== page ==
Tuesday, May 25, 2010

Full-Time Daddy Days Are Like Shnitzengruben

What the hell are shnitzengruben, you may ask? For my cinematically challenged readers, they are the German sausages Lilly Von Schtupp (Madeleine Khan) serves to Sheriff Bart (Cleavon Little) in Blazing Saddles, prompting an exhausted Bart to declare upon his return to the jailhouse, "Them shnitzengrubens can really wipe you out."

So now, you're saying, it all makes sense. Now that your favorite blogger/two-time parent has had a couple of months to get accustomed to this solo daddy routine, he can safely report that it remains one of the most exhausting regimens one can subject himself to. From the earlier-than-usual rising, to the non-stop calls for entertainment, to the lugging the increasingly heavy car seat around, to the frenzied rushes for warmed-up formula bottles as an end-of-his-wits 5-month old screams in the next room, it is a routine that is not for the squeamish among us 44-year-olds. Never mind the fact that I actually try to work on these days, too.

Take yesterday. A seemingly innocuous day, the highlights of which were a visit my the housekeepers, a trip to the park for some swing time, and the nightly effort to get dinner rolling with a pent-up, babbling baby in tow. Sounds pretty manageable, yes? Well, let's not forget about the other things that weave their way into the day--the driving Jackson to/from soccer practice; the scramble to de-clutter the house so the housekeepers can actually clean; a furious string of emails to schedule an interview for a story I'm working on; the attempt to repair a broken leg on one of our dining room chairs; the calls for paperwork to be faxed (and re-faxed) to my real estate agent cousin, who's helping Sarah short-sell her underwater condo; and, of course, the increasingly impatient catcalls of a baby who no longer is content to stand in his circular activity center and fumble with all the colorful built-in toys surrounding him while Daddy handles the aforementioned tasks.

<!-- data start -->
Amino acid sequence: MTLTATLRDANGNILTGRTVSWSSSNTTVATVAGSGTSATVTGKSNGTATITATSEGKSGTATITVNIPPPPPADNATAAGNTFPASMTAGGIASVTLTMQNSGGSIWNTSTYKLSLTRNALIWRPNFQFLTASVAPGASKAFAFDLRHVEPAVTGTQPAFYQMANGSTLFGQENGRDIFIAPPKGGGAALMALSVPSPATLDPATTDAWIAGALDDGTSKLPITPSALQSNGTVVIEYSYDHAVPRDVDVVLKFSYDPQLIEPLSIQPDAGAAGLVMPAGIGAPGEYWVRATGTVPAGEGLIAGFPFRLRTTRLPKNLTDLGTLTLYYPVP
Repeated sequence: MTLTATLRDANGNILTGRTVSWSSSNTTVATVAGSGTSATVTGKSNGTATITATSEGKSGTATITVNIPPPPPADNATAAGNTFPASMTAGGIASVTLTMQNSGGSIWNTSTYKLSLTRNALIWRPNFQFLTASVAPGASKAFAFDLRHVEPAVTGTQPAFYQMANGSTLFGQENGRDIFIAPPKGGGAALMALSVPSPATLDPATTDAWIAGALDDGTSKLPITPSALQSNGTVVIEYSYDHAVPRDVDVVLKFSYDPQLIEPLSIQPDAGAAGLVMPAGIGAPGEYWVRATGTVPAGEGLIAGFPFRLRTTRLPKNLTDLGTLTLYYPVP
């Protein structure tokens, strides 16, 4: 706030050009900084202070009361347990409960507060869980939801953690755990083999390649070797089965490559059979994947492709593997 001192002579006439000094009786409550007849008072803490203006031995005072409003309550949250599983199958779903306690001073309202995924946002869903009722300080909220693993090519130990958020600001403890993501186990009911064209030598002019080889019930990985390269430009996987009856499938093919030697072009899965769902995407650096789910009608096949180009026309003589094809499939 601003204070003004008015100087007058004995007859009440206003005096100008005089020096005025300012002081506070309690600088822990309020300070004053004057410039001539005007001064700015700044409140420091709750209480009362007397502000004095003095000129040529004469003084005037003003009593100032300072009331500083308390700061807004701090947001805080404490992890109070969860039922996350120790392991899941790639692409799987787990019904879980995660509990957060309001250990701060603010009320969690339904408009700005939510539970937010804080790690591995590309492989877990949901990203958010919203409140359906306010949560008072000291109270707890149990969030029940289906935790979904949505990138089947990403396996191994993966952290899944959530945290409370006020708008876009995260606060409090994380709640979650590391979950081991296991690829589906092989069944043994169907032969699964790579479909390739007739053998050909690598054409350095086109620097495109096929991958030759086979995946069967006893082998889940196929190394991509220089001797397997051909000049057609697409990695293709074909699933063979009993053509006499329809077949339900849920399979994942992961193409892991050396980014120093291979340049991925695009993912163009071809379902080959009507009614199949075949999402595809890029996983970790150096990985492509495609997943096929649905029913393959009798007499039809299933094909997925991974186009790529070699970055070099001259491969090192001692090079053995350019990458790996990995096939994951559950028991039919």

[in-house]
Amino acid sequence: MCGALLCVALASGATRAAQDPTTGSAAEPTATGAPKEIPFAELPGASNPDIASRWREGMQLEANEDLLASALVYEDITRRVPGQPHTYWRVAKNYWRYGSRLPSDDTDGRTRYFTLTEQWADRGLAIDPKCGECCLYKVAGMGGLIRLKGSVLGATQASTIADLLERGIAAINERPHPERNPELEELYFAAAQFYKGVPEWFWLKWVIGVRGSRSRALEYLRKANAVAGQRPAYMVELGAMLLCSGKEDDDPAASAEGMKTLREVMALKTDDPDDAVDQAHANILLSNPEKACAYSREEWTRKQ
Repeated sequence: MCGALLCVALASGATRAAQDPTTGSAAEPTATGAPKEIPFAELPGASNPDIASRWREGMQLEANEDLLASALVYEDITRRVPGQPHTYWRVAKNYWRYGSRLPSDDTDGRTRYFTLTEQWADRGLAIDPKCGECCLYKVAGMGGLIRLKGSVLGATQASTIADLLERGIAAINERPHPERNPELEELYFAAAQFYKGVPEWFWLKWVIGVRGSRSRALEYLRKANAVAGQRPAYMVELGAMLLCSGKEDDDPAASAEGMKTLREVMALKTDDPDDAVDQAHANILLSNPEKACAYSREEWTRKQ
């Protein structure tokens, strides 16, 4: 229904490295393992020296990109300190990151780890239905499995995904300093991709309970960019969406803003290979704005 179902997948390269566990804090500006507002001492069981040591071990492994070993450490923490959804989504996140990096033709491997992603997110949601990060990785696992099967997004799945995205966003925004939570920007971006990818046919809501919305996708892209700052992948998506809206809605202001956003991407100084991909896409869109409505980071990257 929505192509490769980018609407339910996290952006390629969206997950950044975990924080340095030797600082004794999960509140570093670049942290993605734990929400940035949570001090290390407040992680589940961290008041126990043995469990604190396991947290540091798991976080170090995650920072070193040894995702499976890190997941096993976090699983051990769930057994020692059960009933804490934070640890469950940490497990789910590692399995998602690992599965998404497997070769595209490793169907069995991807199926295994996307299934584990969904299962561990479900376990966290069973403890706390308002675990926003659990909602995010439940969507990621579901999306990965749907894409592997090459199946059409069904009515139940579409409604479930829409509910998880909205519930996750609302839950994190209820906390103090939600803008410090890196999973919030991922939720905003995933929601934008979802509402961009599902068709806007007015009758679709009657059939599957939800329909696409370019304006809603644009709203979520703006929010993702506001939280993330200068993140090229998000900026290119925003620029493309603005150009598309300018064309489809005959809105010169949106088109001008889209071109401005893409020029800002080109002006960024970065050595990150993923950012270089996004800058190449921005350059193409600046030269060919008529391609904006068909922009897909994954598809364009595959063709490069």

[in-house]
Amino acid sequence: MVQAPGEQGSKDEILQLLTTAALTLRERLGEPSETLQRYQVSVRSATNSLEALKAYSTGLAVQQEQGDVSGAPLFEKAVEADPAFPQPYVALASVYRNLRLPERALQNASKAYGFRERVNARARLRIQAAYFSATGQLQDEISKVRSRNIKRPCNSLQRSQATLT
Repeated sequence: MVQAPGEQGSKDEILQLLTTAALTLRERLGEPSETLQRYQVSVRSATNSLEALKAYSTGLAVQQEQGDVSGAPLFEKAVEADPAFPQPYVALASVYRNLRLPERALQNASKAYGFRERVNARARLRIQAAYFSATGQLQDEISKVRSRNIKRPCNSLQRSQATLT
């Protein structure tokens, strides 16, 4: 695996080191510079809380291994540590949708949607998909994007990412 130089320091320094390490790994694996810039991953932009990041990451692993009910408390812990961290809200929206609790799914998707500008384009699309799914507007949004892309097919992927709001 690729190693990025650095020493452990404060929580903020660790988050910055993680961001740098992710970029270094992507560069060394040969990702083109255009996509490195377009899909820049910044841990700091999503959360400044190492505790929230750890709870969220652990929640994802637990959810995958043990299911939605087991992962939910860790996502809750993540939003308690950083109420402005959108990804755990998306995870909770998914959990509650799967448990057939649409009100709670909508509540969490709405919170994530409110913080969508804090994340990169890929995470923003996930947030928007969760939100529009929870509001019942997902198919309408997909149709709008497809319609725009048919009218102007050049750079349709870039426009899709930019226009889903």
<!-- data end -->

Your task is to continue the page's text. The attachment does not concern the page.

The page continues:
All of which leads me to this familiar refrain: How do hard-working single parents do it? I'm talking about the ones who have few resources, work multiple jobs, rely on childcare they can't afford, and have no option but to put on a happy face for baby at the end of an exhausting, never-ending, blindingly stressful day. These people are the heroes of modern society, and quite often the ones that ass-backwards laws like Arizona's anti-immigrant stance target.

It's a thought that makes me very thankful to be a privileged, educated, middle-class white man who can work from home and handle the demands of parenthood with aplomb. Now excuse me while I get back to balancing Max on my head as I pay bills, plan dinner, keep my clients at bay, and try to squeeze in some quality time with the human breast-milk factory who shares my bedroom.

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